The leading development assistance agencies of the United States of America and the Republic of Korea have agreed to pursue joint development projects in the Philippines to boost the country’s climate resilience and address ocean plastic pollution.
The partnership is a result of the Memorandum of Understanding signed between the United States Agency for International Development (USAID) and the Korean International Cooperation Agency (KOICA) on April 7, 2021 to explore potential collaboration in an array of sectors, including poverty reduction in rural areas, empowerment of women and girls, water resource management, community rehabilitation in Marawi, and climate resilience.
In particular, the U.S. and Korea have agreed to jointly pursue a “Climate Resilient Cities” project to strengthen the resilience of Philippine cities against growing climate threats and vulnerability, and Marine Litter Management initiatives to mitigate the impacts of ocean plastic pollution.
Expanding the U.S.-Korea partnership in Southeast Asia, including in the Philippines, is one of the key elements of the Joint Statement and the Joint Fact Sheet of the Korea-U.S. Summit, which took place in Washington D.C. on May 21, 2021.
”For the past 75 years, the United States has been a strong friend, partner and ally of the Philippine government in achieving its long-term vision of sustainable and inclusive growth for the Filipino people,” U.S. Embassy Chargé d’Affaires John Law said. “Our work with like-minded partners like Korea will further advance our shared development objectives as we support the Philippines in its journey to self-reliance.”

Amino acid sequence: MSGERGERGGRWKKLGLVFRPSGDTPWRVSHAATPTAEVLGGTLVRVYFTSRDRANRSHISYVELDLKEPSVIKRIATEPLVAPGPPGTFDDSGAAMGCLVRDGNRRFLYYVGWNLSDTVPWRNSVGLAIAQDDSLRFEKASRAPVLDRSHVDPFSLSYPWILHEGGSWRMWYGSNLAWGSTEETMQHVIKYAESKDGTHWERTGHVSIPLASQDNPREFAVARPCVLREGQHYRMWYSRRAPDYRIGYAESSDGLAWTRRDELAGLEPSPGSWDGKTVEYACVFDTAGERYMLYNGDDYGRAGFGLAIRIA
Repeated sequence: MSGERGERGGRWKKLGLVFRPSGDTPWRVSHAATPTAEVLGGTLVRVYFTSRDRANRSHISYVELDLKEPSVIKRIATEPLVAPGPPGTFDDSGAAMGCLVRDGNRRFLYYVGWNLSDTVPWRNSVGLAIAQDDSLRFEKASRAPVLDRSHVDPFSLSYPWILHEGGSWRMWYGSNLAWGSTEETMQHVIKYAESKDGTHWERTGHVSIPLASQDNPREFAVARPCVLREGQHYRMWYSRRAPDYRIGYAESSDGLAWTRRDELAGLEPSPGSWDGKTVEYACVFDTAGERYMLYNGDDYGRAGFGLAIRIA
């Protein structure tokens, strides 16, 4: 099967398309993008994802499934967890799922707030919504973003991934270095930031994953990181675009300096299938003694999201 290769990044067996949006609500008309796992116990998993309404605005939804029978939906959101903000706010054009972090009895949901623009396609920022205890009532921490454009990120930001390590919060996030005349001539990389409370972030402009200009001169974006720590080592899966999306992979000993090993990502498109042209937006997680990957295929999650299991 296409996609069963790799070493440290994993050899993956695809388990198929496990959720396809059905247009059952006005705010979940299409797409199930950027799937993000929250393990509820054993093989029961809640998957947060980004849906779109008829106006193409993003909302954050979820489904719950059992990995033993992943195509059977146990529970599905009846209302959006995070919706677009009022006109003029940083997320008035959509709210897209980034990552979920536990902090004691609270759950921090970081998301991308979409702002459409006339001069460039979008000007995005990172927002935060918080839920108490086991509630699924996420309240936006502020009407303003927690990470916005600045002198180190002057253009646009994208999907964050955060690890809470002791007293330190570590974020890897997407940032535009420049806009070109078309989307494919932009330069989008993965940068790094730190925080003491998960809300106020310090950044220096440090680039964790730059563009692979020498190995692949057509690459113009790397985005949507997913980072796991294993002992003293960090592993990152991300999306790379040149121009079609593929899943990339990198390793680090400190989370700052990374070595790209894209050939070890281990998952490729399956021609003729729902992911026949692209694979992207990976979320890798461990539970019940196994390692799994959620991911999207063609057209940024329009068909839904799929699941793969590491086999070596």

“Korea is glad to strengthen its partnership with the U.S. in the areas of development cooperation in the Philippines as reflected in the MOU last month and highlighted in last week’s Korea-U.S. Summit. We will continue to work closely together in the Philippines to promote sustainable development in the Bayanihan spirit, particularly in addressing challenges faced by Philippine cities and vulnerable communities amid rising climate change concerns, among others” said Korean Ambassador Inchul Kim.
Korea and the United States are among the largest bilateral donors in the Philippines. Over the past 30 years, Korea has expanded its development assistance in both grants and budgetary support and is the second-largest development assistance country donor in the Philippines.